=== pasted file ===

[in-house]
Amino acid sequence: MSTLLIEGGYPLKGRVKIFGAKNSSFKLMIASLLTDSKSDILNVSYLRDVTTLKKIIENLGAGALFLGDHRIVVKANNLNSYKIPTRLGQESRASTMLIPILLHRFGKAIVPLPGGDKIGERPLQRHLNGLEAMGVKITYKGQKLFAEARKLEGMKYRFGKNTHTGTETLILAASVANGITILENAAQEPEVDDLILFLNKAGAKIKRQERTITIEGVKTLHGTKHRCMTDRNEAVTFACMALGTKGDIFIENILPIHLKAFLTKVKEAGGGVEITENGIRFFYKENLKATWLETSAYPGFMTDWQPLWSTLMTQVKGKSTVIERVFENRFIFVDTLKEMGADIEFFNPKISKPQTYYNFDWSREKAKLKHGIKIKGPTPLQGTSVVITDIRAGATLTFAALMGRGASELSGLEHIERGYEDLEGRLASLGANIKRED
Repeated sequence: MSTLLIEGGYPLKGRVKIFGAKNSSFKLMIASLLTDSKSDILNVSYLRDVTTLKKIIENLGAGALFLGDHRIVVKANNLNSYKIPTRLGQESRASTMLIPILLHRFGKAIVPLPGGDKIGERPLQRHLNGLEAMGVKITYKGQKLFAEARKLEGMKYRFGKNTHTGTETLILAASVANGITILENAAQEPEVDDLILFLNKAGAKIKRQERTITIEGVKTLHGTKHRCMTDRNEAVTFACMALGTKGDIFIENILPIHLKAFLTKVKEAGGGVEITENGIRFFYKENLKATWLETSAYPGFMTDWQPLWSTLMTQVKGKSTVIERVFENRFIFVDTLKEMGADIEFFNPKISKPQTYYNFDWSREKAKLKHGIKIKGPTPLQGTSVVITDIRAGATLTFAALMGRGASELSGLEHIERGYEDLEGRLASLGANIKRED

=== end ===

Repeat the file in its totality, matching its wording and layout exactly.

[in-house]
Amino acid sequence: MSTLLIEGGYPLKGRVKIFGAKNSSFKLMIASLLTDSKSDILNVSYLRDVTTLKKIIENLGAGALFLGDHRIVVKANNLNSYKIPTRLGQESRASTMLIPILLHRFGKAIVPLPGGDKIGERPLQRHLNGLEAMGVKITYKGQKLFAEARKLEGMKYRFGKNTHTGTETLILAASVANGITILENAAQEPEVDDLILFLNKAGAKIKRQERTITIEGVKTLHGTKHRCMTDRNEAVTFACMALGTKGDIFIENILPIHLKAFLTKVKEAGGGVEITENGIRFFYKENLKATWLETSAYPGFMTDWQPLWSTLMTQVKGKSTVIERVFENRFIFVDTLKEMGADIEFFNPKISKPQTYYNFDWSREKAKLKHGIKIKGPTPLQGTSVVITDIRAGATLTFAALMGRGASELSGLEHIERGYEDLEGRLASLGANIKRED
Repeated sequence: MSTLLIEGGYPLKGRVKIFGAKNSSFKLMIASLLTDSKSDILNVSYLRDVTTLKKIIENLGAGALFLGDHRIVVKANNLNSYKIPTRLGQESRASTMLIPILLHRFGKAIVPLPGGDKIGERPLQRHLNGLEAMGVKITYKGQKLFAEARKLEGMKYRFGKNTHTGTETLILAASVANGITILENAAQEPEVDDLILFLNKAGAKIKRQERTITIEGVKTLHGTKHRCMTDRNEAVTFACMALGTKGDIFIENILPIHLKAFLTKVKEAGGGVEITENGIRFFYKENLKATWLETSAYPGFMTDWQPLWSTLMTQVKGKSTVIERVFENRFIFVDTLKEMGADIEFFNPKISKPQTYYNFDWSREKAKLKHGIKIKGPTPLQGTSVVITDIRAGATLTFAALMGRGASELSGLEHIERGYEDLEGRLASLGANIKRED